1990’s Hip-Hop/Rap Tournament: The Finals

Fittingly for a tournament that was almost entirely chalk for the first few rounds before going absolutely bugshit in the Round of 8, our Final Four kept the weirdness going with the loss of heavy tournament favorite Wu-Tang Clan.

Outkast 25, Wu-Tang Clan 15

Beastie Boys 20, Missy Elliott 18

Wu’s loss here means that all four of this tournament’s 1-seeds have now been sent home, leaving two 2-seeds to battle it out in the finals. It’s an interesting match-up. Both groups released three proper albums during the decade. Both had their greatest commercial success outside of the decade (Licensed to Ill for the Beasties in 1986, Speakerboxx/The Love Below for ‘Kast in 2003), as well as their greatest critical success (1989’s Paul’s Boutique, 2000’s Stankonia*). Both groups augmented their core membership with a host of critical collaborators (Rick Rubin, The Dust Brothers, and Money Mark among others for the Beastie Boys, while Organized Noise, The Dungeon Family, and MR DJ are all integral to Outkast’s story).

*These days, Aquemeni is probably the consensus pick as Outkast’s masterpiece, but Stankonia represents the moment when mainstream critics really got wise to the fact that there were geniuses at work here. Or something like that. I’m going for narratives here, people!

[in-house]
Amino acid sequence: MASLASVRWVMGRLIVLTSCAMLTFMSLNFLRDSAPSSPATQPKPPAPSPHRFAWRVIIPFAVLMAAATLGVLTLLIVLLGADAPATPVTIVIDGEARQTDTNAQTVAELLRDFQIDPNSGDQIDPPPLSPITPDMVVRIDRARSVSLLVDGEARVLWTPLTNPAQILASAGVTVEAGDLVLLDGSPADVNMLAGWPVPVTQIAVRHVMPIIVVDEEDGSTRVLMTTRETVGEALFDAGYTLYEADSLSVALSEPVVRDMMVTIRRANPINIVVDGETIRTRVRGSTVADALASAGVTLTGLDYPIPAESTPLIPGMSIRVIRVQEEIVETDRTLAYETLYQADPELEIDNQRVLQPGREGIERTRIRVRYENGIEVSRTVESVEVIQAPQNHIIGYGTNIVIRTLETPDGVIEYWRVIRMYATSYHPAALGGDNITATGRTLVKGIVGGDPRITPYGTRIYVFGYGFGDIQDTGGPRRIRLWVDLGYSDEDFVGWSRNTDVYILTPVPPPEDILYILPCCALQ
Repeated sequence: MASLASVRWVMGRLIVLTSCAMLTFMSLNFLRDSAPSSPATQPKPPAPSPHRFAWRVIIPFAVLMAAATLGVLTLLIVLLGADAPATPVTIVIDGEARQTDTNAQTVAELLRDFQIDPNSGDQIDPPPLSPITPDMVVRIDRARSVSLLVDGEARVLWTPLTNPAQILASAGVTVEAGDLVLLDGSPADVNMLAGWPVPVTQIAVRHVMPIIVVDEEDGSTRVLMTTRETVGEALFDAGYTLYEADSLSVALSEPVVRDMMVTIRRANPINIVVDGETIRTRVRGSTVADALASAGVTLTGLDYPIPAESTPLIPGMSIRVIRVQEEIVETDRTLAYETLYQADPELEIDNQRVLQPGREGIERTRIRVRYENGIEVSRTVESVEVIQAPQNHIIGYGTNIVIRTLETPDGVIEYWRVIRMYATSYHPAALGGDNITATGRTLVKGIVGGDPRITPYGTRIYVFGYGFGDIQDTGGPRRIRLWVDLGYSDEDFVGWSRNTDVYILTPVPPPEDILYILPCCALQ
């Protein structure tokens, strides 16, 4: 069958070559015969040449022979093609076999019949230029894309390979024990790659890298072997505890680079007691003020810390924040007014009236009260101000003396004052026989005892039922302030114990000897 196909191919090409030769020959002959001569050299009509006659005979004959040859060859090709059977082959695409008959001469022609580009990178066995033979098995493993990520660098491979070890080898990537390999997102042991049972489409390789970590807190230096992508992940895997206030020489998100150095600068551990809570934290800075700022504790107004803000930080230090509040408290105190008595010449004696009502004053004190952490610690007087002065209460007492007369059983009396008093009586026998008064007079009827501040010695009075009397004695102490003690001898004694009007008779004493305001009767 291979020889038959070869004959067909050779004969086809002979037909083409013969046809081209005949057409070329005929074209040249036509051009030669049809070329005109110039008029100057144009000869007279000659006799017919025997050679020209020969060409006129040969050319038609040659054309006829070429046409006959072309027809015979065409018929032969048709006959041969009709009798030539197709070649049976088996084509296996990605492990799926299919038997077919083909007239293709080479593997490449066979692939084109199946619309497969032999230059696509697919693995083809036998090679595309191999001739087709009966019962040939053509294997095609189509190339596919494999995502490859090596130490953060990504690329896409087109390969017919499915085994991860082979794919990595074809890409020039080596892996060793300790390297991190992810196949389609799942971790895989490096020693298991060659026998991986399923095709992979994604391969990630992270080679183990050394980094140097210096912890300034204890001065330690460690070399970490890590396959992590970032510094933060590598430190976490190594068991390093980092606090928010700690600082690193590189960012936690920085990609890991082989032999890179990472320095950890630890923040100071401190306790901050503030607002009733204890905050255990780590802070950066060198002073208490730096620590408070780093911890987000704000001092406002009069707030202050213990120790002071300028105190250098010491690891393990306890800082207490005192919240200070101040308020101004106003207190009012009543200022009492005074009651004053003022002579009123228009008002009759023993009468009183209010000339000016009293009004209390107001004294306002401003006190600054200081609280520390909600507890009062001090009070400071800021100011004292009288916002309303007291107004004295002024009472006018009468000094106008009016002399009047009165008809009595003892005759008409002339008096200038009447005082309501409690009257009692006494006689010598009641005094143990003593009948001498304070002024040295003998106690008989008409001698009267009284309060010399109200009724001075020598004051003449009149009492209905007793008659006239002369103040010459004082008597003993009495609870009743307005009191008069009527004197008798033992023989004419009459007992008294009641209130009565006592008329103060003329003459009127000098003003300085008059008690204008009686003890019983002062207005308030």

Alright, so there you have it. The Finals. It’s all been leading to this…

Outkast

How they got here: defeated Bone Thugs-N-Harmony, MF DOOM, Busta Rhymes, De La Soul, and Wu-Tang Clan.

90’s Work: Southernplayalisticadillacmuzik (1994), ATLiens (1996), Aquemini (1998). Special mention to 1997’s “In Due Time”, a non-LP single that came out on the Soul Food soundtrack.

Beastie Boys

How they got here: defeated Goodie Mob, Fugees, Salt-N-Pepa, A Tribe Called Quest, and Missy Elliott.

90’s Work: Check Your Head (1992), Ill Communication (1994), Hello Nasty (1998), plus a handful of EPs and non -album singles.

Finals close 12/8 at 8pm ET.